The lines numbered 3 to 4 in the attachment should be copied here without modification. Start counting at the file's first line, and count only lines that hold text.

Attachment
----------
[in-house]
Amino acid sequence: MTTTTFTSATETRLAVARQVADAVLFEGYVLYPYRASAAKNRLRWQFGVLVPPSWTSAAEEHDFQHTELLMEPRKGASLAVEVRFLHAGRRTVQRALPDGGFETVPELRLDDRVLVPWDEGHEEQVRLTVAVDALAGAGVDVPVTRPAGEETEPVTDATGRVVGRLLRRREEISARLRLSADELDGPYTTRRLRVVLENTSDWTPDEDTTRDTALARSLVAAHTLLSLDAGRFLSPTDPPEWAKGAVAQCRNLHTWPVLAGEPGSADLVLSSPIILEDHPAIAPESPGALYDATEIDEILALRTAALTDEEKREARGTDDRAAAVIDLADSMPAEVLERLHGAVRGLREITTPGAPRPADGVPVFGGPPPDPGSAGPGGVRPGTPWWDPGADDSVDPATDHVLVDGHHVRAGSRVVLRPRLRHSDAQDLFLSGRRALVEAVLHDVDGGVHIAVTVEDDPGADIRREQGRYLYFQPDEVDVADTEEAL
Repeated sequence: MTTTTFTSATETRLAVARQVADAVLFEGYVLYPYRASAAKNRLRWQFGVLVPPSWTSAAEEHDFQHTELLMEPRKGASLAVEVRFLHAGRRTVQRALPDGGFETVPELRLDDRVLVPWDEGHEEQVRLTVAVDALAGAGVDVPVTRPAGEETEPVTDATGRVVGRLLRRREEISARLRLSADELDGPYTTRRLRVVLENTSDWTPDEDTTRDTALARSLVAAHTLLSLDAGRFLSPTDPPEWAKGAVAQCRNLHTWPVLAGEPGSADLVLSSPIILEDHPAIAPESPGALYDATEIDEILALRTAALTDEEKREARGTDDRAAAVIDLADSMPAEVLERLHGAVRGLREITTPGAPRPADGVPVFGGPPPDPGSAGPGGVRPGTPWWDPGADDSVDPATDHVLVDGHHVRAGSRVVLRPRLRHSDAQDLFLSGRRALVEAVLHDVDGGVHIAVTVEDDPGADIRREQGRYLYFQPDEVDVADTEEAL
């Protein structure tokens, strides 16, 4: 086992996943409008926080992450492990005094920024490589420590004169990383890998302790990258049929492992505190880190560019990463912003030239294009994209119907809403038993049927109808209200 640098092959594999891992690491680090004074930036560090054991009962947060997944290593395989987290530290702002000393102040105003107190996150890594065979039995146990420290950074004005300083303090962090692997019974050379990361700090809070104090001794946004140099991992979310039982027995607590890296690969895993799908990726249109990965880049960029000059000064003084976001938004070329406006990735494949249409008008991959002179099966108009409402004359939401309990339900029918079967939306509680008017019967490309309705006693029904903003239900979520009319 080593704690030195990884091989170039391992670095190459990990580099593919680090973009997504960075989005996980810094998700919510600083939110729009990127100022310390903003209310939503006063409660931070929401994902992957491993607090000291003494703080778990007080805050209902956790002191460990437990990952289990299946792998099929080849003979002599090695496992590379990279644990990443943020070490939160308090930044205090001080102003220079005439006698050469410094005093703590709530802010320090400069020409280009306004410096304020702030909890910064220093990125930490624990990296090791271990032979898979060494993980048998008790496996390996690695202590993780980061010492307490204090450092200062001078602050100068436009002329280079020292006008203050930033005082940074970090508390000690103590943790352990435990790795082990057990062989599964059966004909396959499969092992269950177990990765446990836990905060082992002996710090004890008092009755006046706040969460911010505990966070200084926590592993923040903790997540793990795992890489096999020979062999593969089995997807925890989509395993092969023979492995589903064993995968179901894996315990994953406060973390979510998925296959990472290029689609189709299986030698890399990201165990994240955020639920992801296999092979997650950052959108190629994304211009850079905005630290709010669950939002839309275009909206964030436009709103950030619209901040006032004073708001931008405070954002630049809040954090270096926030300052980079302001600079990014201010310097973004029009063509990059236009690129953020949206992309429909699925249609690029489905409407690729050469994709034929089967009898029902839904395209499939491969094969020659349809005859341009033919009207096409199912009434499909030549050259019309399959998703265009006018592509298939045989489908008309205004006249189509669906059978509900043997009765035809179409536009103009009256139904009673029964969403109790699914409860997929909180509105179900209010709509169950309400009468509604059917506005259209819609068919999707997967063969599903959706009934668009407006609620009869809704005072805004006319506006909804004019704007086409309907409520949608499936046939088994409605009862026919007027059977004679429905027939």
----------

Repeated sequence: MTTTTFTSATETRLAVARQVADAVLFEGYVLYPYRASAAKNRLRWQFGVLVPPSWTSAAEEHDFQHTELLMEPRKGASLAVEVRFLHAGRRTVQRALPDGGFETVPELRLDDRVLVPWDEGHEEQVRLTVAVDALAGAGVDVPVTRPAGEETEPVTDATGRVVGRLLRRREEISARLRLSADELDGPYTTRRLRVVLENTSDWTPDEDTTRDTALARSLVAAHTLLSLDAGRFLSPTDPPEWAKGAVAQCRNLHTWPVLAGEPGSADLVLSSPIILEDHPAIAPESPGALYDATEIDEILALRTAALTDEEKREARGTDDRAAAVIDLADSMPAEVLERLHGAVRGLREITTPGAPRPADGVPVFGGPPPDPGSAGPGGVRPGTPWWDPGADDSVDPATDHVLVDGHHVRAGSRVVLRPRLRHSDAQDLFLSGRRALVEAVLHDVDGGVHIAVTVEDDPGADIRREQGRYLYFQPDEVDVADTEEAL
């Protein structure tokens, strides 16, 4: 086992996943409008926080992450492990005094920024490589420590004169990383890998302790990258049929492992505190880190560019990463912003030239294009994209119907809403038993049927109808209200 640098092959594999891992690491680090004074930036560090054991009962947060997944290593395989987290530290702002000393102040105003107190996150890594065979039995146990420290950074004005300083303090962090692997019974050379990361700090809070104090001794946004140099991992979310039982027995607590890296690969895993799908990726249109990965880049960029000059000064003084976001938004070329406006990735494949249409008008991959002179099966108009409402004359939401309990339900029918079967939306509680008017019967490309309705006693029904903003239900979520009319 080593704690030195990884091989170039391992670095190459990990580099593919680090973009997504960075989005996980810094998700919510600083939110729009990127100022310390903003209310939503006063409660931070929401994902992957491993607090000291003494703080778990007080805050209902956790002191460990437990990952289990299946792998099929080849003979002599090695496992590379990279644990990443943020070490939160308090930044205090001080102003220079005439006698050469410094005093703590709530802010320090400069020409280009306004410096304020702030909890910064220093990125930490624990990296090791271990032979898979060494993980048998008790496996390996690695202590993780980061010492307490204090450092200062001078602050100068436009002329280079020292006008203050930033005082940074970090508390000690103590943790352990435990790795082990057990062989599964059966004909396959499969092992269950177990990765446990836990905060082992002996710090004890008092009755006046706040969460911010505990966070200084926590592993923040903790997540793990795992890489096999020979062999593969089995997807925890989509395993092969023979492995589903064993995968179901894996315990994953406060973390979510998925296959990472290029689609189709299986030698890399990201165990994240955020639920992801296999092979997650950052959108190629994304211009850079905005630290709010669950939002839309275009909206964030436009709103950030619209901040006032004073708001931008405070954002630049809040954090270096926030300052980079302001600079990014201010310097973004029009063509990059236009690129953020949206992309429909699925249609690029489905409407690729050469994709034929089967009898029902839904395209499939491969094969020659349809005859341009033919009207096409199912009434499909030549050259019309399959998703265009006018592509298939045989489908008309205004006249189509669906059978509900043997009765035809179409536009103009009256139904009673029964969403109790699914409860997929909180509105179900209010709509169950309400009468509604059917506005259209819609068919999707997967063969599903959706009934668009407006609620009869809704005072805004006319506006909804004019704007086409309907409520949608499936046939088994409605009862026919007027059977004679429905027939």